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September 01, 2007

Neuron Information for authors allows archiving of your previously published research

Quoting Neuron information for authors:

As an author, you (or your employer or institution) may do the following:

• make copies (print or electronic) of the article for your own personal use, including for your own classroom teaching use;

• make copies and distribute such copies (including through e-mail) of the article to known research colleagues, for the personal use by such colleagues (but not for commercial purposes as described below);

• post a revised personal version of the final text (including illustrations and tables) of the article (to reflect changes made in the peer review and editing process) on your personal or your institutional website or server, with a link (through the relevant DOI) to the article as published, provided that such postings are not for commercial purposes as described below;

• present the article at a meeting or conference and to distribute copies of the article to the delegates attending such meeting;

• for your employer, if the article is a "work for hire," made within the scope of your employment, your employer may use all or part of the information in the article for other intra-company use (e.g., training);

• retain patent and trademark rights and rights to any process or procedure described in the article;

• include the article in full or in part in a thesis or dissertation (provided that this is not to be published commercially);

• use the article or any part thereof in a printed compilation of your works, such as collected writings or lecture notes (subsequent to publication of the article in the journal); and

• prepare other derivative works, to extend the article into book-length form, or to otherwise re-use portions or excerpts in other works, with full acknowledgment of its original publication in the journal.

All copies, print or electronic, or other use of the paper or article must include the appropriate bibliographic citation for the article’s publication in the journal. However you should not indicate in the citation that the version that you are reproducing or posting is the final published version as published in the journal. As an example, it may be appropriate to indicate “This paper has been submitted to [Journal] for consideration.”

Commercial purposes include: the posting by companies or their employees for use by customers (e.g., pharmaceutical companies and physician-prescribers); commercial exploitation such as associating advertising with such posting (including the linking to advertising by search engines); the charging of fees for document delivery or access; or the systematic distribution to others via e-mail lists or list servers (to parties other than known colleagues), whether for a fee or for free.

Source: Authors’ Rights. Neuron Information for authors. Last viewed 1 September 2007 [FullText]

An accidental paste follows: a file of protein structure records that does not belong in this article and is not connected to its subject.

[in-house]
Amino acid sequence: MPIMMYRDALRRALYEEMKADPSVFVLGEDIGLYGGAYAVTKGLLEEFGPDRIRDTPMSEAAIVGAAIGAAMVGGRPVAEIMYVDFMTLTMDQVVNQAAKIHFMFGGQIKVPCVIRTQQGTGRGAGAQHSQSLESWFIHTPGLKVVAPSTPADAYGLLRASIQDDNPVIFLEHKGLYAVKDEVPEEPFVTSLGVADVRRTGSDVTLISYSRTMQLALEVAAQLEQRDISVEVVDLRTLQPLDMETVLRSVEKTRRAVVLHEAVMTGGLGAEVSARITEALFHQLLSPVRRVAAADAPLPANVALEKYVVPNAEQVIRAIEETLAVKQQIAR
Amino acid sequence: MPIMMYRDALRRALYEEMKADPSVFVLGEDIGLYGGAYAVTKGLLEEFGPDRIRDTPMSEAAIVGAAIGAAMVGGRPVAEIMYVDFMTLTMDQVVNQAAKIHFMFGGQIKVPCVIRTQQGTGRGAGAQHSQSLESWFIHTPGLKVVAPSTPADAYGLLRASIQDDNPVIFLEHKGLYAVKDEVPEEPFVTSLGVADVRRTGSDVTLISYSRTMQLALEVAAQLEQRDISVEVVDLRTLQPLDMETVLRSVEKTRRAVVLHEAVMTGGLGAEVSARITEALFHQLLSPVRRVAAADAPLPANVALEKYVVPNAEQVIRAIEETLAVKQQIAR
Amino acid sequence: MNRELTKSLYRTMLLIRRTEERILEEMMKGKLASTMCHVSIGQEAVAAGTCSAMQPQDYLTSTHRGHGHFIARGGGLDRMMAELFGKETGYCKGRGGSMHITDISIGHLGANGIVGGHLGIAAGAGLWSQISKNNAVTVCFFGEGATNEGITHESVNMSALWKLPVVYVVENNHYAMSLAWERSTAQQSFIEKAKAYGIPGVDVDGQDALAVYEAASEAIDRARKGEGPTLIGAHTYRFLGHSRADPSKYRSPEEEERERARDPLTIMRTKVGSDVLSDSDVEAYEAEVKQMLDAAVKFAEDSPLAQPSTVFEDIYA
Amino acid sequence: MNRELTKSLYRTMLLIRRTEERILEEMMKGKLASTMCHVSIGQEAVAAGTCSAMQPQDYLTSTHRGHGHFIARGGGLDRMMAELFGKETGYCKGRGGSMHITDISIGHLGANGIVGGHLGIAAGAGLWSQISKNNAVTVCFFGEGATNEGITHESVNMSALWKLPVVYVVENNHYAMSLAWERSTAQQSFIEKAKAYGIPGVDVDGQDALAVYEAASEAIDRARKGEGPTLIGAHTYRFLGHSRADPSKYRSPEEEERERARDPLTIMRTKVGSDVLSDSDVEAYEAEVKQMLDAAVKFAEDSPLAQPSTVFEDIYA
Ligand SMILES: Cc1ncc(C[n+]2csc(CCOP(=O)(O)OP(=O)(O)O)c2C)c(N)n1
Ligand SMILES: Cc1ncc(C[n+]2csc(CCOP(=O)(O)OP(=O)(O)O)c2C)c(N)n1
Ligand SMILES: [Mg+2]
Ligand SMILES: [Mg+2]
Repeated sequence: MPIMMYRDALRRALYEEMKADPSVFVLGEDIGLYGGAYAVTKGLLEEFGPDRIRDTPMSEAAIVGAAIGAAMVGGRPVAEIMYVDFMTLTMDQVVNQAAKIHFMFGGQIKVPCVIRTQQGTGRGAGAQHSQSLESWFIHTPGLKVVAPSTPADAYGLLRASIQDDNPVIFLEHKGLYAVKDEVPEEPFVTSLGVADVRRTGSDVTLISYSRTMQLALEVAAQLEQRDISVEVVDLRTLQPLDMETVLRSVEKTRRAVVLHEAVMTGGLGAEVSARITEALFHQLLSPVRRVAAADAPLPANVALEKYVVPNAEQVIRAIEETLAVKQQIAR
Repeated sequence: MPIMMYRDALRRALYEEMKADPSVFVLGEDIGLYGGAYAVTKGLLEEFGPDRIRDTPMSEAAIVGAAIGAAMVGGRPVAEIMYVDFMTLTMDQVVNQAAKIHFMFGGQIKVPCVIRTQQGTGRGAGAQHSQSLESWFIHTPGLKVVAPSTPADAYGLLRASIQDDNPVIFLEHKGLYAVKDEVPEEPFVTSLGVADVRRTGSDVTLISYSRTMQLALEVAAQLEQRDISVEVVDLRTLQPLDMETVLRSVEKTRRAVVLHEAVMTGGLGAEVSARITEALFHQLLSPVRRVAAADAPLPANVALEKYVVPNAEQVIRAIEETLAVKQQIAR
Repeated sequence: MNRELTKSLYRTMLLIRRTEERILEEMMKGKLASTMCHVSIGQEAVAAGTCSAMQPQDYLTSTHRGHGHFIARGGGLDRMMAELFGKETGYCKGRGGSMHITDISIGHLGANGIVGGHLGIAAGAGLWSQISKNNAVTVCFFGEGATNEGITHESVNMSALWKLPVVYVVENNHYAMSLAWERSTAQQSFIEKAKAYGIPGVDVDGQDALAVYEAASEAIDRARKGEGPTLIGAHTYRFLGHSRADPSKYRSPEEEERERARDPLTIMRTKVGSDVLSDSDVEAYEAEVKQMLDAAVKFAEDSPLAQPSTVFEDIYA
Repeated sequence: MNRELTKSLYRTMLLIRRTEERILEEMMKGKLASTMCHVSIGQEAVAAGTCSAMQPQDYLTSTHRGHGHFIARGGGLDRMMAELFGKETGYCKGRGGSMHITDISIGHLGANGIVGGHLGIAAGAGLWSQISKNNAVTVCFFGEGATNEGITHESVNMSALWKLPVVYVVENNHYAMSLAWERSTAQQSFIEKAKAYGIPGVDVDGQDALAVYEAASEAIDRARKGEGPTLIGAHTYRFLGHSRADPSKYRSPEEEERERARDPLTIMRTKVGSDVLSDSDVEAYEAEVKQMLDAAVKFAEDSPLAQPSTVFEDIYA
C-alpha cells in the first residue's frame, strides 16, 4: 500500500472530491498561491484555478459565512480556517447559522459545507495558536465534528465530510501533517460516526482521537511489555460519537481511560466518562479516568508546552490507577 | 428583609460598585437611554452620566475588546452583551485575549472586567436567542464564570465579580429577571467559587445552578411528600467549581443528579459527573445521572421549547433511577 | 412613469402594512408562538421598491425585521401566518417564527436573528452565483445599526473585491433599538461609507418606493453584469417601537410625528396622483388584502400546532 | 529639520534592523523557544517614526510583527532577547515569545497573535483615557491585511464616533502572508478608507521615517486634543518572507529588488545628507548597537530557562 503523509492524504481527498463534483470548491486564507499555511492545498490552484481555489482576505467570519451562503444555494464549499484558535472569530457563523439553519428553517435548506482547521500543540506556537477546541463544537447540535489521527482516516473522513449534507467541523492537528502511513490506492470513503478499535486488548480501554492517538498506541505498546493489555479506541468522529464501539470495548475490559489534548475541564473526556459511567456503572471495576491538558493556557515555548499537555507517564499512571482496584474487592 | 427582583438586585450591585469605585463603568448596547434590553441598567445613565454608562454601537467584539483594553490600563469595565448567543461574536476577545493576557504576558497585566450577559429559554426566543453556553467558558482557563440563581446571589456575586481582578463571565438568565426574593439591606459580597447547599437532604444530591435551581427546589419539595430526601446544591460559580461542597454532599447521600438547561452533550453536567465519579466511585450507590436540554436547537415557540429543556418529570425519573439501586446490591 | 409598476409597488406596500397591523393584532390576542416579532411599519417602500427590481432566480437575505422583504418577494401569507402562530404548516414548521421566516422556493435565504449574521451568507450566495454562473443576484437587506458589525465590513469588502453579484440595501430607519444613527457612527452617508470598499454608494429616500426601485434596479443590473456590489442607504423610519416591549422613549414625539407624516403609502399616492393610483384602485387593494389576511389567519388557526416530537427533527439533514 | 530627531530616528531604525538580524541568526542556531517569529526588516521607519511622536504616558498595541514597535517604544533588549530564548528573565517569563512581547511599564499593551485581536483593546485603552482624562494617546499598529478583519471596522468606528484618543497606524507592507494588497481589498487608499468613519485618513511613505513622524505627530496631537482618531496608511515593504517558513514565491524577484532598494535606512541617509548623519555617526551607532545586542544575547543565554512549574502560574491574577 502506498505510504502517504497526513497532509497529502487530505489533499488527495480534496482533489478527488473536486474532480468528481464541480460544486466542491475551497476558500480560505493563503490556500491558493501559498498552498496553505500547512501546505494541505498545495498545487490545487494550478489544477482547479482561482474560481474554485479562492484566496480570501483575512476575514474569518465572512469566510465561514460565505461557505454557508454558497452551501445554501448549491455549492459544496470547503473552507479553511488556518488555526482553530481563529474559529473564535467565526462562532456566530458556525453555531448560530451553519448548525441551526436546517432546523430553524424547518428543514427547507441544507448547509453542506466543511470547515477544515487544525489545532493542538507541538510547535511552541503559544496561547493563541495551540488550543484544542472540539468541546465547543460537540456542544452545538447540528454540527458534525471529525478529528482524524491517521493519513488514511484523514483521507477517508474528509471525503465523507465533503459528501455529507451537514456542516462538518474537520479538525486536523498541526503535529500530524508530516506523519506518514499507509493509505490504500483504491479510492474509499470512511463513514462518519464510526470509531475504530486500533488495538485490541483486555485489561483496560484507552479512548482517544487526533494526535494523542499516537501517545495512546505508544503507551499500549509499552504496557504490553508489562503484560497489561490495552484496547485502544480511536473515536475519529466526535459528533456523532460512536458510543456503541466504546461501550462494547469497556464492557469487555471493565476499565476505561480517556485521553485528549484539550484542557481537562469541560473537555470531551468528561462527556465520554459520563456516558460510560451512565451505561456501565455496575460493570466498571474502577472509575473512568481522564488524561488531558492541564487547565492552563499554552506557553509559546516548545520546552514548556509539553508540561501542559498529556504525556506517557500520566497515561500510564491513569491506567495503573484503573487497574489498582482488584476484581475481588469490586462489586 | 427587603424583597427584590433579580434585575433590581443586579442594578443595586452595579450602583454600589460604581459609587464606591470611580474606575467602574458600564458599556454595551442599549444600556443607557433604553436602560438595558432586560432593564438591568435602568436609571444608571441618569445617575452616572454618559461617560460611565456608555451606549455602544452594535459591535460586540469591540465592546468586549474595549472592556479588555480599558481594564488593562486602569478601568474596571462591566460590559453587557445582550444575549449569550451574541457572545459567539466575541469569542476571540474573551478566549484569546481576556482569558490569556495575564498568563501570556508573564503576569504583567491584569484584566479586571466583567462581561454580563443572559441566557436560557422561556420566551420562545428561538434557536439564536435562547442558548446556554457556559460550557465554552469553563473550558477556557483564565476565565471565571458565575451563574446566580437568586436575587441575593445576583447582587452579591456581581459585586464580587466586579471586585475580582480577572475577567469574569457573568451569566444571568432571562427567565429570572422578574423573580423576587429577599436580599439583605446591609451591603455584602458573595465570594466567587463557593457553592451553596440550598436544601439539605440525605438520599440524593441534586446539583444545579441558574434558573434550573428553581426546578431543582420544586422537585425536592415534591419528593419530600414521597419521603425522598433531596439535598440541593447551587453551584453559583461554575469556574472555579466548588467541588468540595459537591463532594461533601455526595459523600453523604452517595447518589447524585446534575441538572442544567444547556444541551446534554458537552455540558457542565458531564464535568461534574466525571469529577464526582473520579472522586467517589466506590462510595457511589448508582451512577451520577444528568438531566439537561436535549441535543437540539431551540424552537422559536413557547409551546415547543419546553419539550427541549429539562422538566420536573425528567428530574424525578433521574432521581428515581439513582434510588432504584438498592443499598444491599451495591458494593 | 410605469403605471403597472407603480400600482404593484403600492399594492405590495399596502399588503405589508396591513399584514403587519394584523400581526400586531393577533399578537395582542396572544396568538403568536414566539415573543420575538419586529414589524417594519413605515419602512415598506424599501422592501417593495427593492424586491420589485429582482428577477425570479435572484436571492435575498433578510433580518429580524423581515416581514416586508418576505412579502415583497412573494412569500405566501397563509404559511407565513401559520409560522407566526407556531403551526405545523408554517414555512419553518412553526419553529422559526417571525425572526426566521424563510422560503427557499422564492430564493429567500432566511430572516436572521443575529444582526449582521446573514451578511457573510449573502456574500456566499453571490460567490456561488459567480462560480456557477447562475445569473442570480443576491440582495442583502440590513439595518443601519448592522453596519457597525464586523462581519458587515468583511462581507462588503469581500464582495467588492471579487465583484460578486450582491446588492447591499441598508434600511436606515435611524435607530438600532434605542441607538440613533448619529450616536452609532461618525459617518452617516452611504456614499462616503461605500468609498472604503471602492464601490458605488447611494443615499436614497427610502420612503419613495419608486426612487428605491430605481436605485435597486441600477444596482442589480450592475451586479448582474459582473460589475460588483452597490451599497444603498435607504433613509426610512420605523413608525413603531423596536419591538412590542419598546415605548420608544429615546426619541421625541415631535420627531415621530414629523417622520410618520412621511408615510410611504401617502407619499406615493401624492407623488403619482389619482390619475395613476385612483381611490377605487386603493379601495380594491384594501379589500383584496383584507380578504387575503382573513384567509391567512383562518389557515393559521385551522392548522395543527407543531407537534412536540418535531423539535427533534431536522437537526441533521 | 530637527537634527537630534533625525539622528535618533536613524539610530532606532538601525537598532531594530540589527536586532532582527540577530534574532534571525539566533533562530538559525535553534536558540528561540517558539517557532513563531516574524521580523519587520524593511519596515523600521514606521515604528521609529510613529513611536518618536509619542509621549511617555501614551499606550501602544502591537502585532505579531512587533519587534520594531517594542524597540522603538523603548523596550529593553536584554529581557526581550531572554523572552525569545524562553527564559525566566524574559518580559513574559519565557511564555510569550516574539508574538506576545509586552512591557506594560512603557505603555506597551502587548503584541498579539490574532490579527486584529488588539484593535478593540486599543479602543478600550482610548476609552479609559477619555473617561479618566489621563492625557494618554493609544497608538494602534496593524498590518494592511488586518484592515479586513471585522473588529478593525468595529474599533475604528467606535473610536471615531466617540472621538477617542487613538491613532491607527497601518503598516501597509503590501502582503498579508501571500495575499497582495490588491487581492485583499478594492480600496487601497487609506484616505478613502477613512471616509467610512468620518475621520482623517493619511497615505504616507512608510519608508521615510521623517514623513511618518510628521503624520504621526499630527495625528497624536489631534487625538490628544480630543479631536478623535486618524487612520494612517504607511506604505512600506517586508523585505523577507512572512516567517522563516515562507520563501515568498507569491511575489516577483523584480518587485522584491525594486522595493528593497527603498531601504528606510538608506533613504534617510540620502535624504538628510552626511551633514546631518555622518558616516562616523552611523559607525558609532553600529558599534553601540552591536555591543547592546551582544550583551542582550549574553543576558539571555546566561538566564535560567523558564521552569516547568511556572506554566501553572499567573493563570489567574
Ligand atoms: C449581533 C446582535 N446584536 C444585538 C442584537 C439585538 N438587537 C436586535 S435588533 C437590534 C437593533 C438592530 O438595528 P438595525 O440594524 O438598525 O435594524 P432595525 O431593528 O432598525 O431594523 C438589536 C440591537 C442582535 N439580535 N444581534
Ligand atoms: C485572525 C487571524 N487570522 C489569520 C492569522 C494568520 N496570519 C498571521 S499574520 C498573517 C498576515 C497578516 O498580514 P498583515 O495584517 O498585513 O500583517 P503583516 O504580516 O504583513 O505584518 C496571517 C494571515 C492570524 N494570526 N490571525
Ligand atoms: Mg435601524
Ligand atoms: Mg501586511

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August 25, 2007

Nature journals allow authors to archive their research

NPG author licence policy applies to all journals published by the Nature Publishing Group (NPG), including the Nature journals.

NPG does not require authors of original (primary) research papers to assign copyright of their published contributions. Authors grant NPG an exclusive licence to publish, in return for which they can reuse their papers in their future printed work without first requiring permission from the publisher of the journal. For commissioned articles (for example, Reviews, News&Views), copyright is retained by NPG.

When a manuscript is accepted for publication in an NPG journal, authors are encouraged to submit the author's version of the accepted paper (the unedited manuscript) to their funding body's archive, for public release six months after publication. In addition, authors are encouraged to archive this version of the manuscript in their institution's repositories and on their personal websites, also six months after the original publication. Authors should cite the publication reference and DOI number on any deposited version, and provide a link from it to the URL of the published article on the journal's website (see publications A-Z index).

This policy has been developed by NPG's publishers to extend the reach of scientific communication, and to meet the needs of authors and the evolving policies of funding agencies that wish themselves to archive the research they fund. It is also designed to protect the integrity and authenticity of the scientific record, with the published version on nature.com clearly identified as the definitive version of the article.

NPG recognizes the balance of rights held by publishers, authors, their institutions and their funders (Zwolle principles, 2002), and has been a progressive and active participant in debates about access to the literature. In 2002, NPG was one of the first publishers to allow authors to post their contributions on their personal websites, by requesting an exclusive licence to publish, rather than requiring authors to transfer copyright.

NPG actively supports the self-archiving process, and continues to work with our authors, readers, subscribers and site-license holders to develop our policy. By recognizing the rights and needs of all relevant stakeholders, we hope to ensure that NPG enhances its position as the publisher of the world's highest-impact research.

Further details can be found at NPG's reprints and permissions website...

Source: NPG author licence policy (last viewed 15 August 2007) [FullText]

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